St. John's in Division No. 1 (Avalon Peninsula), Newfoundland and Labrador — The Atlantic Provinces
Erected by Heritage Foundation of Newfoundland and Labrador.
Topics. This historical marker is listed in this topic list: Fraternal or Sororal Organizations.
Location. 47° 33.949′ N, 52° 42.461′ W. Marker is in St. John's, Newfoundland and Labrador, in Division No. 1 (Avalon Peninsula). Marker is on Cathedral Street just from Gower Street, on the right when traveling west. Touch for map. Marker is at or near this postal address: 6 Cathedral Street, St John's, Newfoundland and Labrador A1C, Canada. Touch for directions.
Other nearby markers. At least 8 other markers are within walking distance of this marker. William Carson (within shouting distance of this marker); St. John the Baptist Anglican Cathedral (about 90 meters away, measured in a direct line); Former Bank of British North America (about 90 meters away); Bank of British North America(Royal Newfoundland Constabulary Monument) (about 180 meters away); St. John’s Court House (about 210 meters away); O’Dwyer Block (approx. half a kilometer away); Thompson Building (approx. half a kilometer away). Touch for a list and map of all markers in St. John's.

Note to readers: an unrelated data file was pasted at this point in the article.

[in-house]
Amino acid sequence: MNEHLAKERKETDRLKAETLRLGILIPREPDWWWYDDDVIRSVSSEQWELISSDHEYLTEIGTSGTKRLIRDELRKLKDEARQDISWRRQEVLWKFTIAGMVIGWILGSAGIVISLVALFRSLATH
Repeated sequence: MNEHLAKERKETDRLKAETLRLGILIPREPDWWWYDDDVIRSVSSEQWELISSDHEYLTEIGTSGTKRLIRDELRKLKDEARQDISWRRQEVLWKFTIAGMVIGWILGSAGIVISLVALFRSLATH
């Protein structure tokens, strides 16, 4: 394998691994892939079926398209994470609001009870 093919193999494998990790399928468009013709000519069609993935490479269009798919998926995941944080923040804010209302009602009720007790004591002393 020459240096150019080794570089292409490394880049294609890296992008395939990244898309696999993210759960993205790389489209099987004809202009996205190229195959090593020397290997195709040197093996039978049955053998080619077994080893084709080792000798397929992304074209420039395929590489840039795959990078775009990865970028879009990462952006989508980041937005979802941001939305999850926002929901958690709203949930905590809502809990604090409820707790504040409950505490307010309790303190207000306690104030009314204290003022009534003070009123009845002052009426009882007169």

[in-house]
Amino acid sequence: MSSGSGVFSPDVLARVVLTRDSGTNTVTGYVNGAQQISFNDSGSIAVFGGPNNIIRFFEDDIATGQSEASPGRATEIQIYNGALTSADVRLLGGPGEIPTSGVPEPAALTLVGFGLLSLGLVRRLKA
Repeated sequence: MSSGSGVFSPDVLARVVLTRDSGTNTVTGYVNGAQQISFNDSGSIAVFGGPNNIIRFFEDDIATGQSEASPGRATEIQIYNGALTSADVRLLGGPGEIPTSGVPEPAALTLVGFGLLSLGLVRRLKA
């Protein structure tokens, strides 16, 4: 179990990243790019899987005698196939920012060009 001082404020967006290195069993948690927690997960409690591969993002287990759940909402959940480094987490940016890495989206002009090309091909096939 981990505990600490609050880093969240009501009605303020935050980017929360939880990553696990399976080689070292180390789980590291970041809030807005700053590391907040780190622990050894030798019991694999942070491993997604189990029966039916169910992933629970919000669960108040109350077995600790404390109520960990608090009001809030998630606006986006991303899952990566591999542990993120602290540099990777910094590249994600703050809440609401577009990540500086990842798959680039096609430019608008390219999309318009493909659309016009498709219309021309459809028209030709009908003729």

Also see . . . Masonic Temple - Heritage Foundation of Newfoundland & Labrador. The three-storeyed building, an excellent example of Victorian lodge construction, contains several classical motifs. The structure includes pilasters, free-standing columns and multiple pediments. The Freemasons held the first Masonic meeting in the structure on November 1, 1896, but the order did not consecrate the building until April 23, 1897. (Submitted on November 22, 2014, by Barry Swackhamer of Brentwood, California.)
Credits. This page was last revised on June 16, 2016. It was originally submitted on November 22, 2014, by Barry Swackhamer of Brentwood, California. This page has been viewed 329 times since then and 6 times this year. Photos: 1, 2. submitted on November 22, 2014, by Barry Swackhamer of Brentwood, California. 3. submitted on November 25, 2014. • Andrew Ruppenstein was the editor who published this page.